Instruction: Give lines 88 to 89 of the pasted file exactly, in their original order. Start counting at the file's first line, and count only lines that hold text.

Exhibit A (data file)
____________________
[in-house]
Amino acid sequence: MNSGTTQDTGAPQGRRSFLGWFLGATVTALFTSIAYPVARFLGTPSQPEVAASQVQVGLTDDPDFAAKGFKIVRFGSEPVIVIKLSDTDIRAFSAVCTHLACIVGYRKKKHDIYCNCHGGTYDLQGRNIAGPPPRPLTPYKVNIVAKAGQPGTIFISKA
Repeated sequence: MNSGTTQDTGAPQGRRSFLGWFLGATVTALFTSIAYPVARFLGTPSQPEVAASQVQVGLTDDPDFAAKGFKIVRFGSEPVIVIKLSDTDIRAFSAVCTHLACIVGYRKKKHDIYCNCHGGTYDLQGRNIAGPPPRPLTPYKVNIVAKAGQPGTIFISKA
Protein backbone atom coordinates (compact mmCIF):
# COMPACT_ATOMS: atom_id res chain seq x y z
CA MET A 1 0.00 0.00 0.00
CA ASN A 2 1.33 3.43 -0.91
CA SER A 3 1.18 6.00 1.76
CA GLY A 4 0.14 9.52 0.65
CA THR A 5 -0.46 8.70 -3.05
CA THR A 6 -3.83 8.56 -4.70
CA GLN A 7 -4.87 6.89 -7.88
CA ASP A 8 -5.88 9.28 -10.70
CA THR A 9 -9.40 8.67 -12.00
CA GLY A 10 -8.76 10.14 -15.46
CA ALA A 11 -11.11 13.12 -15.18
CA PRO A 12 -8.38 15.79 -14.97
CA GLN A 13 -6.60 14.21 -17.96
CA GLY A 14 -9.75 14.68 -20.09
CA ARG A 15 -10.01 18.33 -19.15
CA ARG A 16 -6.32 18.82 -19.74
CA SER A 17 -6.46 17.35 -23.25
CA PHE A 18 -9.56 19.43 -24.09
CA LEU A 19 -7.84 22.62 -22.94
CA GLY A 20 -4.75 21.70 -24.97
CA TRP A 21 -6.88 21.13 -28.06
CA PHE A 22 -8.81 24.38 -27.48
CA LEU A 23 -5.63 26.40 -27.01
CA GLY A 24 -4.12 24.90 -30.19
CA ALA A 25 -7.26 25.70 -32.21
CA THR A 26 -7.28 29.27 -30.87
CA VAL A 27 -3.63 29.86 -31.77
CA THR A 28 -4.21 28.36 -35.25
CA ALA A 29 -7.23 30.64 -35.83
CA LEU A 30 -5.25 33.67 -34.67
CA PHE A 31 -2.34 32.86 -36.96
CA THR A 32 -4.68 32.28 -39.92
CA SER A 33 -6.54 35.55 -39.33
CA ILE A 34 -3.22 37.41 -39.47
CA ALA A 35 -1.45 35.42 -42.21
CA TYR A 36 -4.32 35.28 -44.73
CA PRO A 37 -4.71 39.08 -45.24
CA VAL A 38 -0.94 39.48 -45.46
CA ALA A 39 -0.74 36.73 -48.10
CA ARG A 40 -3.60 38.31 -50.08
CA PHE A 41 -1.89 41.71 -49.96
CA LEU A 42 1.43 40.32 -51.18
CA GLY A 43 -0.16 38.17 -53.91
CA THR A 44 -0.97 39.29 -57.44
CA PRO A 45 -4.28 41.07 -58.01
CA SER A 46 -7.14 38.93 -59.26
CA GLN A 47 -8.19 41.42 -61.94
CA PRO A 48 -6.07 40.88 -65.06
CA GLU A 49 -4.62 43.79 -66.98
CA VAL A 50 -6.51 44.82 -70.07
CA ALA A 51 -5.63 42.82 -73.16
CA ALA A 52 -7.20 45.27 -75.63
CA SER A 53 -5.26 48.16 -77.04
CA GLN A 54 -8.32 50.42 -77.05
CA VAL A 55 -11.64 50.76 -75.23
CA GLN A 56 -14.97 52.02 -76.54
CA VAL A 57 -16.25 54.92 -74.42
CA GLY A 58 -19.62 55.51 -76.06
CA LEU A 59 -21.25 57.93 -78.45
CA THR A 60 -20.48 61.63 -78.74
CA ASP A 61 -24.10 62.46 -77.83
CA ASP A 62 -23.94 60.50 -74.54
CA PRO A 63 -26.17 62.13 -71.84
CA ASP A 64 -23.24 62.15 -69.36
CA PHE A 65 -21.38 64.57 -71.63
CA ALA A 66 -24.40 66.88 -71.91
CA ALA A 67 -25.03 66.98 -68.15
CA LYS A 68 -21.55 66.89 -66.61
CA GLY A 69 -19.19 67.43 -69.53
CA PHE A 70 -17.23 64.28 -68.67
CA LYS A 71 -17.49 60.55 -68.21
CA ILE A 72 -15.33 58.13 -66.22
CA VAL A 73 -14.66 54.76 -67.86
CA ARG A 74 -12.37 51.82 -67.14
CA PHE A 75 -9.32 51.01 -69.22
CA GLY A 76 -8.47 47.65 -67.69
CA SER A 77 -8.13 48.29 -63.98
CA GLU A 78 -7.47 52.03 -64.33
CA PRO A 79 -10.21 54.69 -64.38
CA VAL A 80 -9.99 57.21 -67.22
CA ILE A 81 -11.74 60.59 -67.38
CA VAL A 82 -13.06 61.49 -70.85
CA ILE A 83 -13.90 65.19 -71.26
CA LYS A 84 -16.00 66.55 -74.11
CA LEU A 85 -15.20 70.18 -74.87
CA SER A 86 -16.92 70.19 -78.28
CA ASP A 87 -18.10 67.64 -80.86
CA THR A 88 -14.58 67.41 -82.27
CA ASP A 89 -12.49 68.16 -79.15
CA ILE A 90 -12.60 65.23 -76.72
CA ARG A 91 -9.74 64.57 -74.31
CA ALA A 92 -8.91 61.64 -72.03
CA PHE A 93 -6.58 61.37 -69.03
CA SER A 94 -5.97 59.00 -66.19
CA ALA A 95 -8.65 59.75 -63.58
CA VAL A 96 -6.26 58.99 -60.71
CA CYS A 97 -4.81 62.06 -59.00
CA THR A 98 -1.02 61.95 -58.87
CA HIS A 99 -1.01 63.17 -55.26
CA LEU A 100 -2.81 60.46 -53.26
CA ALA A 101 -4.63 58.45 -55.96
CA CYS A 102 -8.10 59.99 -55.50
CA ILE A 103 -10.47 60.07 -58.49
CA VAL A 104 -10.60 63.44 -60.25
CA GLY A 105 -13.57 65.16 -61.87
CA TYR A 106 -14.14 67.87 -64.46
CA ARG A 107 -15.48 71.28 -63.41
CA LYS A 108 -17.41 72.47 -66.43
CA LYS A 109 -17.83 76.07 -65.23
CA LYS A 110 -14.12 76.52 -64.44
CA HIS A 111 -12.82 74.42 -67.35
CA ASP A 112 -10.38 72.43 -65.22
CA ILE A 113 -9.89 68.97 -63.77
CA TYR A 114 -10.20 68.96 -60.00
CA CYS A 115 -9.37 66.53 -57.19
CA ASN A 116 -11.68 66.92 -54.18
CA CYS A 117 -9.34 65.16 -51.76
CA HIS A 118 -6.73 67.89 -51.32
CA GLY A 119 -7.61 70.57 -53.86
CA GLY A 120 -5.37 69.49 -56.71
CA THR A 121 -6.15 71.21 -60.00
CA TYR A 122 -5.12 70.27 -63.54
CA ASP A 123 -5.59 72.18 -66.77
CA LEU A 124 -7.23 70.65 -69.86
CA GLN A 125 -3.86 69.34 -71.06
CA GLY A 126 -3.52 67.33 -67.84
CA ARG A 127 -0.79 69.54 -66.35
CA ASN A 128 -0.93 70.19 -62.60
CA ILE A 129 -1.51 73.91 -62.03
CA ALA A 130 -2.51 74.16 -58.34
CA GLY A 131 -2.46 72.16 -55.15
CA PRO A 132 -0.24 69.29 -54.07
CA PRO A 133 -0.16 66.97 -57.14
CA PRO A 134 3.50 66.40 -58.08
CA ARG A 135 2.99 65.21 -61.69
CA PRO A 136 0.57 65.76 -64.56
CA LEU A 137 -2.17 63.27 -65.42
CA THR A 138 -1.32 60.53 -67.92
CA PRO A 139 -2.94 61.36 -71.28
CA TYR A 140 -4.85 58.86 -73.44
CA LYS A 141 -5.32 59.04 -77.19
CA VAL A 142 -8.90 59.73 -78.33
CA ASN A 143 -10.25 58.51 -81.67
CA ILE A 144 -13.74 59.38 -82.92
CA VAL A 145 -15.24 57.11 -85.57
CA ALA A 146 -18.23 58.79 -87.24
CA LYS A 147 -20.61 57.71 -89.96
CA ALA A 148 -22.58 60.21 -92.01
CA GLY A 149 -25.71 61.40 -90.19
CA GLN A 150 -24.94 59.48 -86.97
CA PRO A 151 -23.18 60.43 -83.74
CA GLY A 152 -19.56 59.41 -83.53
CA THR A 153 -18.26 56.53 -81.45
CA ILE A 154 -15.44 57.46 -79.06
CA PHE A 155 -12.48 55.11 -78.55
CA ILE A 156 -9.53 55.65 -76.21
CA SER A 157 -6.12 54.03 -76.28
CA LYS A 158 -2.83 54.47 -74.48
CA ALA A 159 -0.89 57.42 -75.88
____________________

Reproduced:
CA ILE A 83 -13.90 65.19 -71.26
CA LYS A 84 -16.00 66.55 -74.11